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CDC Publishes Paper On NFL's Efforts To Play 2020 Season

CDC Publishes Paper On NFL's Efforts To Play 2020 Season

The Centers for Disease Control published a scientific paper jointly authored with the NFL on Monday detailing efforts the league made to get through the pandemic-altered 2020 season.

The Centers for Disease Control published a scientific paper jointly authored with the NFL on Monday detailing efforts the league made to get through the pandemic-altered 2020 season.

The paper references what the league did in terms of limiting the spread of COVID-19 among its 32 teams. The study says elements can be applicable beyond the NFL to limit the spread of the virus, including to settings such as long-term care facilities, schools, and high-density environments.

The NFL was able to complete its regular season and the playoffs on time with only the Super Bowl remaining. The defending champion Kansas City Chiefs and the Tampa Bay Buccaneers will play for the title on Feb. 7 in Tampa, Fla. A limited crowd of about 22,000 fans will be allowed at the game.

The NFL found that transmission of the virus occurred in less than 15 minutes of cumulative interaction between individuals, the timeframe initially used in the CDCs definition of close contact.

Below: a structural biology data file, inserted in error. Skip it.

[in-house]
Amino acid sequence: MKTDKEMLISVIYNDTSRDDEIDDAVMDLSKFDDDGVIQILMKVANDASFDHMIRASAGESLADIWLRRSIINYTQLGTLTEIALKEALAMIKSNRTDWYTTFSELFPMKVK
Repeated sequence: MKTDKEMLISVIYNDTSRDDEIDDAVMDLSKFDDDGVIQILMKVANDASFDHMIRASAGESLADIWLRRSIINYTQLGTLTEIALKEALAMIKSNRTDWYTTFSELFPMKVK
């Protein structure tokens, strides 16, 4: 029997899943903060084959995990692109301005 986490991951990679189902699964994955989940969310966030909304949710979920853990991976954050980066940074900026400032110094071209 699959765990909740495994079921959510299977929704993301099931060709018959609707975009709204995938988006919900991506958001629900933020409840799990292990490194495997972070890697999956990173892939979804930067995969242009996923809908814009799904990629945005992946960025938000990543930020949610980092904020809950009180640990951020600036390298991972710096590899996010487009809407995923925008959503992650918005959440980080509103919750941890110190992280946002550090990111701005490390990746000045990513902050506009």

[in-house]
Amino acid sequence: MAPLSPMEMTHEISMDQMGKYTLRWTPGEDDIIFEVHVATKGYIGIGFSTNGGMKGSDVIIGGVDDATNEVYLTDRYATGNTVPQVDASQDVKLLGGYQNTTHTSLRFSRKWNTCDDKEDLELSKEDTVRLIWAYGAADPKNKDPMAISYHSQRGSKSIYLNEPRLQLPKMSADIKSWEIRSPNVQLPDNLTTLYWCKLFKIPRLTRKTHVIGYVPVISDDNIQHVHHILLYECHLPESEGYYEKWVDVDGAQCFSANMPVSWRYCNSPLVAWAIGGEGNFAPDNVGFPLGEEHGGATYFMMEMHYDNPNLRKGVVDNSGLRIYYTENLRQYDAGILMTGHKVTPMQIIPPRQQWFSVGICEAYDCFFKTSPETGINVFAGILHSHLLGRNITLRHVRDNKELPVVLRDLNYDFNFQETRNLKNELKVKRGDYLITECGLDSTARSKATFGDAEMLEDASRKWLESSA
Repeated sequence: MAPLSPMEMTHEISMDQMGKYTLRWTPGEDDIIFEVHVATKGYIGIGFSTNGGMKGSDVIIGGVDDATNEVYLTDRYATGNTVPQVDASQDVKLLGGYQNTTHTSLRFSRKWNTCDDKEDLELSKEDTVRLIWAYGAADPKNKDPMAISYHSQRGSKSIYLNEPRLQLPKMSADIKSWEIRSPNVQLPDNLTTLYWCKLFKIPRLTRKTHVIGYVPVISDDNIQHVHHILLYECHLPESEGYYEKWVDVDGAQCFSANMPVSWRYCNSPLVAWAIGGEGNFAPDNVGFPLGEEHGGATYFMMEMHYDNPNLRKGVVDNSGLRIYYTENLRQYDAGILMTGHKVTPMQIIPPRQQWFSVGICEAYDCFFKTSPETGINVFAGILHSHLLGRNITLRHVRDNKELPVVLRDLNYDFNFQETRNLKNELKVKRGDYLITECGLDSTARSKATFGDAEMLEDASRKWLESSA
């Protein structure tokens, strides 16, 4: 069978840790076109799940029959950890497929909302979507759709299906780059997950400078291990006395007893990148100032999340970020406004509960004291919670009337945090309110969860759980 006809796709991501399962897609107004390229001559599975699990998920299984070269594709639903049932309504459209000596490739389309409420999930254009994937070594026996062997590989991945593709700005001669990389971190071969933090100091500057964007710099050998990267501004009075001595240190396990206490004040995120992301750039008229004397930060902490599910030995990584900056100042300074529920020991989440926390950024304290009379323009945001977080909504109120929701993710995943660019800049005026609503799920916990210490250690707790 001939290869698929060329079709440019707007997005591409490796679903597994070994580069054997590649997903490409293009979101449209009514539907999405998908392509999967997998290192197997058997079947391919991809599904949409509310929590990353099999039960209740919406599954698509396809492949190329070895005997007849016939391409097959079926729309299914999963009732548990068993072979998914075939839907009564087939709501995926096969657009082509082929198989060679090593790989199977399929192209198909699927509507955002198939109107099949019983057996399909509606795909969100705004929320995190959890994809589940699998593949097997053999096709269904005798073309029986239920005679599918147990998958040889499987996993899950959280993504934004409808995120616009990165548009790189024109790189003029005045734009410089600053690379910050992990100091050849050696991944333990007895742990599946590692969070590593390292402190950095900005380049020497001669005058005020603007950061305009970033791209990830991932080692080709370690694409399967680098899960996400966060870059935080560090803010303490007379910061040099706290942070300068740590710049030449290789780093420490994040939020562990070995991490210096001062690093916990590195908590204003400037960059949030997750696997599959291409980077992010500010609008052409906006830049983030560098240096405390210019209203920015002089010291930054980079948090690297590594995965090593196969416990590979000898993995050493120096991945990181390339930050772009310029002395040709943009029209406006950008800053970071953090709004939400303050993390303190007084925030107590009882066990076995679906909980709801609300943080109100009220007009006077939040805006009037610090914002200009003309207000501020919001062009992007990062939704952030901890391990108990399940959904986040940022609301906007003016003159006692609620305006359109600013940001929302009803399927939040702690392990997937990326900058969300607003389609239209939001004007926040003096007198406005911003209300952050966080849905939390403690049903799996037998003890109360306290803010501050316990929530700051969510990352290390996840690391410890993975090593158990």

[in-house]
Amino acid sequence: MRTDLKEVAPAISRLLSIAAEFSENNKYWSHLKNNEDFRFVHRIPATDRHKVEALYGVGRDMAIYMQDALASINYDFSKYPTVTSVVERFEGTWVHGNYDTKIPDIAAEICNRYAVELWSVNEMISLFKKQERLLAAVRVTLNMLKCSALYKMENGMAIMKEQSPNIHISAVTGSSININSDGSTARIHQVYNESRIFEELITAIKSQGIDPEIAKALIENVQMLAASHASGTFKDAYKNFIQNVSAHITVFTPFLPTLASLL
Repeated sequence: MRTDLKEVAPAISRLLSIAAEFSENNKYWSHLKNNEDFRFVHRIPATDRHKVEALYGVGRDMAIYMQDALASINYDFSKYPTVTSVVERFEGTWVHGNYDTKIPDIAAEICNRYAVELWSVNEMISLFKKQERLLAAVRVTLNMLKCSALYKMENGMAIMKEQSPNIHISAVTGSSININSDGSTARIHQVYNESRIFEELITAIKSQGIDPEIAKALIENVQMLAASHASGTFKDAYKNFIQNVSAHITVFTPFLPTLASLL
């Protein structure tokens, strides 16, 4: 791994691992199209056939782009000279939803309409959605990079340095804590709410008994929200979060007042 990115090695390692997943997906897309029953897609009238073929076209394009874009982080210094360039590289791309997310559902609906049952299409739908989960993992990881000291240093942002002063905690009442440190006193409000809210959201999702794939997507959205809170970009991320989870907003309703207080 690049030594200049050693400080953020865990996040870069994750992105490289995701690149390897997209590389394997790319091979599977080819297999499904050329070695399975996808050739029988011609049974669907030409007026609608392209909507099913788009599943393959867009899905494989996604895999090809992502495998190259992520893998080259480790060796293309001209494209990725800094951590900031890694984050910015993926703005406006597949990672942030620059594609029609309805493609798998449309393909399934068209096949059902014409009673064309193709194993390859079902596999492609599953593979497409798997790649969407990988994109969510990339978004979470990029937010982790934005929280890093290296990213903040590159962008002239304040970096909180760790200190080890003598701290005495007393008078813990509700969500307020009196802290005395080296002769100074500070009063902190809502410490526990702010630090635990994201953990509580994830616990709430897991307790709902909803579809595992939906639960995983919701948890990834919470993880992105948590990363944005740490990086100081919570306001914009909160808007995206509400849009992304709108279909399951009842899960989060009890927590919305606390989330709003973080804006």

The paper showed that from Aug. 9 to Nov. 21 approximately 623,000 COVID-19 tests were performed on approximately 11,400 players and staff members and 329 tested positive (2.9%).

From Sept. 27 to Oct. 10, a total of 41 cases were identified among players and staff members. Of those, 21 were believed to have resulted from within-club transmission at a single team, requiring closure of that team’s facilities.

The league then added a more intensive protocol starting in October, including the start of high-risk interaction tracing and daily testing. On Nov. 21, a league-wide adoption of the protocol was mandated though the end of the season.

The paper noted at least three limitations:

The metrics from wearable devices rely on people using them.

Determination of high-risk contact status is based on interviews and subject to recall and reporting bias.

Household exposures are based on self-report. And the source and date of transmission of the virus cannot be confirmed.

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